Geneticists from Emory University School of Medicine will play leading roles in the upcoming National Fragile X Foundation's 10th International Fragile X Conference, July 19-23 at the Omni Hotel at CNN Center in Atlanta. Stephen T. Warren, PhD and Stephanie Sherman, PhD--both acclaimed international authorities on fragile X syndrome--will highlight their groundbreaking research over the past two decades. Fragile X is the leading cause of inherited mental retardation and the most common known cause of autism.
Dr. Warren, who is William P. Timmie professor and chairman of the Department of Human Genetics at Emory University School of Medicine, will deliver the conference keynote address. Dr. Sherman, professor of human genetics, Jorge Juncos, MD, associate professor of neurology and Jeannie Visootsak, MD, assistant professor of human genetics and developmental-behavioral pediatrician in Emory's Fragile X Clinic, also will speak at the conference.
The Emory team will highlight the emerging knowledge regarding the causes of fragile X syndrome and new treatments on the horizon, as well as the role fragile X plays in genetically based premature ovarian failure and other fragile X-related carrier issues such as fragile X-associated tremor ataxia syndrome (FXTAS).
In 1991, Dr. Warren led the international team of scientists that discovered the FMR1 gene responsible for fragile X syndrome. In 2003, Emory established the joint Emory/Baylor National Fragile X Center, one of three inaugural centers in the country. With the establishment of the center, Emory became the largest fragile X research program in the country. Over 200 publications, including the most cited publications on fragile X syndrome, come from Emory University.
"It is quite exciting to have Atlanta as host city for this year's fragile X conference," Dr. Warren said. "Research progress in fragile X has been quite astounding since discovery of the responsible gene in 1991, and we are proud of the leading role played by Emory scientists. We are now able to offer a wide range of clinical services to fragile X patients and carriers, and we are on the verge of breakthrough therapies we believe will radically improve the lives of patients and families dealing with fragile X syndrome."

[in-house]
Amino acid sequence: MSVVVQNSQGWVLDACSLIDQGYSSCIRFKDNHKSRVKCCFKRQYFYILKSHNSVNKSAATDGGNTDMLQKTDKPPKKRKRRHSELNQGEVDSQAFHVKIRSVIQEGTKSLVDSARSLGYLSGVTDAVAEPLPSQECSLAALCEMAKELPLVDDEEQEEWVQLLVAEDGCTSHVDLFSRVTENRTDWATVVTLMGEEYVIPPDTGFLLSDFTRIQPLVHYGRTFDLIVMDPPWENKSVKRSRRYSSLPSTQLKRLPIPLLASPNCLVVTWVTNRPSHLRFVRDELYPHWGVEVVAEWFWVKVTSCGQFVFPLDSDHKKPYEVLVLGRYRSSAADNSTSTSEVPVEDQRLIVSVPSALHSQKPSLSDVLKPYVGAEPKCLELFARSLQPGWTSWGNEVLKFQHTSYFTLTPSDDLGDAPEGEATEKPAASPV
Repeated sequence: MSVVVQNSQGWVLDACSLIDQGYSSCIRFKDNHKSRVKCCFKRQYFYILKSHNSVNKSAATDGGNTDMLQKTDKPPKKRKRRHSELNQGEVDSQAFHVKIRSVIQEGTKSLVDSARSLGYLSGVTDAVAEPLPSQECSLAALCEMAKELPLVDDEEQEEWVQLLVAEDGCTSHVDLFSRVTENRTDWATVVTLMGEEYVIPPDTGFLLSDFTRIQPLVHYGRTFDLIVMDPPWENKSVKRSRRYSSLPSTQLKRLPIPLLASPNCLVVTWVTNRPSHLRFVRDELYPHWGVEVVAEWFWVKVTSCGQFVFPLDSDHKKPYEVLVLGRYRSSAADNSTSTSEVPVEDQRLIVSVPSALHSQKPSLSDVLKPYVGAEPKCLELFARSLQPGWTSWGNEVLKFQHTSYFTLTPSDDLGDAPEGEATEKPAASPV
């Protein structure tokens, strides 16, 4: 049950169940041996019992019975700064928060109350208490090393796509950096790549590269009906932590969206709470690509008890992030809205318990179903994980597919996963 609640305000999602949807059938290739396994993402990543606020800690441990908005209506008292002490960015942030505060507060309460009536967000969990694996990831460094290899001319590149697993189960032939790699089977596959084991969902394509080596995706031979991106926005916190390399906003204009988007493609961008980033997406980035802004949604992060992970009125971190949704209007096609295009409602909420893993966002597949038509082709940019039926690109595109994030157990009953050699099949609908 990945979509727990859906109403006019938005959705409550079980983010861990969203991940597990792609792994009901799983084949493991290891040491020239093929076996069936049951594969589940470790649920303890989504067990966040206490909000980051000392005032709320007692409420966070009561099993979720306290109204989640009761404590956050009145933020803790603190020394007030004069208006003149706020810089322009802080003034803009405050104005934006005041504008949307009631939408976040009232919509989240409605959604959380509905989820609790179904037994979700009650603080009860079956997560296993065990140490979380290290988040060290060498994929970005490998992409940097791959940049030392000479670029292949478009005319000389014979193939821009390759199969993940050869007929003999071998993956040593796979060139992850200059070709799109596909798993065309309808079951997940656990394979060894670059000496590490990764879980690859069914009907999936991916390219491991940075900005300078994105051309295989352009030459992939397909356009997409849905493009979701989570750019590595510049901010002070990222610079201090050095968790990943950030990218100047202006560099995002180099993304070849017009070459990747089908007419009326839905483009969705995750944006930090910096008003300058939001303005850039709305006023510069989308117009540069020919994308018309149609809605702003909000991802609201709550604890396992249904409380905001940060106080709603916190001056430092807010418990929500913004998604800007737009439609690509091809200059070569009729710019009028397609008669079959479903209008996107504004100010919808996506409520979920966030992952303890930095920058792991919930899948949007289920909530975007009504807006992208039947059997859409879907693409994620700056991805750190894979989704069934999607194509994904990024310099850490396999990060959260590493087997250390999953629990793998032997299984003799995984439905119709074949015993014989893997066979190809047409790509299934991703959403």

Dr. Warren and Dr. Sherman both have ongoing federally funded research studies that include unraveling the molecular mechanisms of fragile X syndrome to gain new insight into potential therapeutic approaches and understanding of learning, behavior, reproduction, and neurological phenotypes of pre-mutation carriers. Among the ongoing research projects at Emory are the Emory Study of Adult Learning and the Emory Study of Learning and Movement. These projects focus on the effect of one form of the mutation that has potential effects on learning, behavior and neurological functioning in men and women. In addition, this same gene causes premature ovarian failure, or menopause before age 40. About 1 percent of women in the general population experience premature ovarian failure compared to about 20 percent of women who are carriers of fragile X.
The Fragile X Syndrome Center at Emory currently offers medical and developmental assessment for newborns to age 18, as well as genetic counseling, referrals, consultations, support groups, educational resources, access to research projects, and treatment and interventional strategies.
For more information about the conference, visit the National Fragile X Foundation website at http://www.fragilex.org/html/home.shtml